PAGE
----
Belfast Telegraph

Sunday 21 December 2014

Crowds gather in Derry and Belfast to mark funeral of Margaret Thatcher

Celebrations in Derry's Bogside on Wednesday night following the burial of Margaret Thatcher
Celebrations in Derry's Bogside on Wednesday night following the burial of Margaret Thatcher
Derry Republicans hold a protest in the Bogside area on Wednesday, on the day of Margaret Thatcher's funeral
Derry Republicans hold a protest in the Bogside area on Wednesday, on the day of Margaret Thatcher's funeral
Derry Republicans hold a protest in the Bogside area on Wednesday, on the day of Margaret Thatcher's funeral
Derry Republicans hold a protest in the Bogside area on Wednesday, on the day of Margaret Thatcher's funeral
Derry Republicans hold a protest in the Bogside area on Wednesday, on the day of Margaret Thatcher's funeral
Derry Republicans show off a cake as they hold a protest in the Bogside area of Wednesday on the day of the funeral of Margaret Thatcher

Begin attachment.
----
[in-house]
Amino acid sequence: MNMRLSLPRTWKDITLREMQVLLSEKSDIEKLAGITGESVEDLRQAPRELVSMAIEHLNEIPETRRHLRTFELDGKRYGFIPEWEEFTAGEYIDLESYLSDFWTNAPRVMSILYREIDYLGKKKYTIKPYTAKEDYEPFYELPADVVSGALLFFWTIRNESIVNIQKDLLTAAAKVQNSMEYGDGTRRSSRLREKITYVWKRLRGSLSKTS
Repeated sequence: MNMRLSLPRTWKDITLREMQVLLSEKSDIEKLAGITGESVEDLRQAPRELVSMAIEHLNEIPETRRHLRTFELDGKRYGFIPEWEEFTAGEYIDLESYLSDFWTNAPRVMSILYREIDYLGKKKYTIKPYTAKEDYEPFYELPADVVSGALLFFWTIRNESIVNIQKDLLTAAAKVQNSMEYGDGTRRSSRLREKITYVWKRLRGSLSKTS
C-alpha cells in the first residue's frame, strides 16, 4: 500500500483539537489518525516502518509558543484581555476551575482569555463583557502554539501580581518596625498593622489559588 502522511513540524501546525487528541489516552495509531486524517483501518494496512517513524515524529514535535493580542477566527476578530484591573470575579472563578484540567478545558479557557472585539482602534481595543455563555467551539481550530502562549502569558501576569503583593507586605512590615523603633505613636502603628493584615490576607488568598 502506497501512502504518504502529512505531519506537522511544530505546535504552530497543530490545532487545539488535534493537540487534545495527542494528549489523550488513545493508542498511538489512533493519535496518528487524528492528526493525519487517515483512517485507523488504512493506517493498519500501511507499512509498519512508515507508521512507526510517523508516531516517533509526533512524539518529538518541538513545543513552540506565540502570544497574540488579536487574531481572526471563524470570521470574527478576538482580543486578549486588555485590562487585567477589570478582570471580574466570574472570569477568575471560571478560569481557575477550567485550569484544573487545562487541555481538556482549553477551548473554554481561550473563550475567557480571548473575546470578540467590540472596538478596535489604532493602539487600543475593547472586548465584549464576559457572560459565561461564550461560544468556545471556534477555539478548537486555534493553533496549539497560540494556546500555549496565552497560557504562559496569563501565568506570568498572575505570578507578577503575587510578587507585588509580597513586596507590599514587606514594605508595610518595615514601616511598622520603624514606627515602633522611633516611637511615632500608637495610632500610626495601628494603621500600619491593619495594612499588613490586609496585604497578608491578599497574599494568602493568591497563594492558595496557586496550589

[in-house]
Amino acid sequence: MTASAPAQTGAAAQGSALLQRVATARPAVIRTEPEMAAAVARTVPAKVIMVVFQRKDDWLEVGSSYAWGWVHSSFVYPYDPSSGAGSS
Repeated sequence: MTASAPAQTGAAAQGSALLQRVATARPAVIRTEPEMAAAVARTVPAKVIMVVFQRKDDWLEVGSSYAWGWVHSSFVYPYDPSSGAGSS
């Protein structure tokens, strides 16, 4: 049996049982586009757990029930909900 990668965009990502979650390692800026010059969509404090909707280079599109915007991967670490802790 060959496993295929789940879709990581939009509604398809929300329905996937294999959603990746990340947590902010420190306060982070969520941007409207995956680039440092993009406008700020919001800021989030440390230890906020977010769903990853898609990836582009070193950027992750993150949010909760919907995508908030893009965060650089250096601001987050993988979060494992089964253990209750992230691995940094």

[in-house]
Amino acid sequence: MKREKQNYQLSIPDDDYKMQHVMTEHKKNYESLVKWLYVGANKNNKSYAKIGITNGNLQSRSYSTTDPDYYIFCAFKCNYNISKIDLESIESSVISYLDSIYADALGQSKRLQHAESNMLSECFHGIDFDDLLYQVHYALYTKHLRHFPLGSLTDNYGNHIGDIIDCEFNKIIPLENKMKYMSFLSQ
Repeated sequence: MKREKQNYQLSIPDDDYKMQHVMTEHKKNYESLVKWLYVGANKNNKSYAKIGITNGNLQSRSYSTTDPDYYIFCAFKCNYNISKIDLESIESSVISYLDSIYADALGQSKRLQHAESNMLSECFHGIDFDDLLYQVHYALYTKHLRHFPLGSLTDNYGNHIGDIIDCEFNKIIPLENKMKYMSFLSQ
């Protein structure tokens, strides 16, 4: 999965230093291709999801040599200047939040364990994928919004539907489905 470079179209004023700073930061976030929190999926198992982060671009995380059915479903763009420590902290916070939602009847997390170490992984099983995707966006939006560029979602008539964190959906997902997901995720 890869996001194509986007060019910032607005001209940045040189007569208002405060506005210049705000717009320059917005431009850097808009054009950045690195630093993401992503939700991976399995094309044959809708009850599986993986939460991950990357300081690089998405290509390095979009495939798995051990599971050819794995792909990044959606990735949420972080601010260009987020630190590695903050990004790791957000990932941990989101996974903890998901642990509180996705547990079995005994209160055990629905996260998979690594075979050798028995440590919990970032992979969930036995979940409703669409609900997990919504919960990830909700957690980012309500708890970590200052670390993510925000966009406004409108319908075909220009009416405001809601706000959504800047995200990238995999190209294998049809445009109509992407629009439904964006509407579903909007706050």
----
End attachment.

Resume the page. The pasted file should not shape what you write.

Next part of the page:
Crowds have gathered in Derry and Belfast as part of black flag protests to mark the funeral of Margaret Thatcher.

Republicans gathered at Free Derry corner in the city's Bogside area earlier this evening.

Many of those turning up brandished black flags while others displayed images of those who died while on hunger strike during the Thatcher years.

An effigy of Mrs Thatcher was also set on fire during the gathering.

Mock champagne bottles and milk cartons were laid out alongside the cardboard effigy of a skeleton with the former prime minister's head on it.

Margaret Thatcher's funeral took place at St Paul's Cathedral in London earlier this afternoon.

A number of masked men also held aloft a banner depicting Baroness Thatcher and close friend Airey Neave, who was killed by an INLA car bomb in 1979.

Several of those present also waved banners of republican group the 32 County Sovereignty Movement.

Meanwhile several white line and black flag protest have also taken place across Belfast.

Demonstrations took place in the north, east and west of the city this evening.

Sinn Fein MP for west Belfast, Paul Maskey, said the crowds had gathered to mark the "loss of loved ones throughout the conflict".

"There's a lot of people who have lost loved ones during the conflict. What we were doing today was to let people get out and demonstrate - it's about showing solidarity," he said.

"It was to remember the hunger strikers and those who died because of shoot-to-kill. We had a very, peaceful and dignified vigil. Ours was very peaceful."

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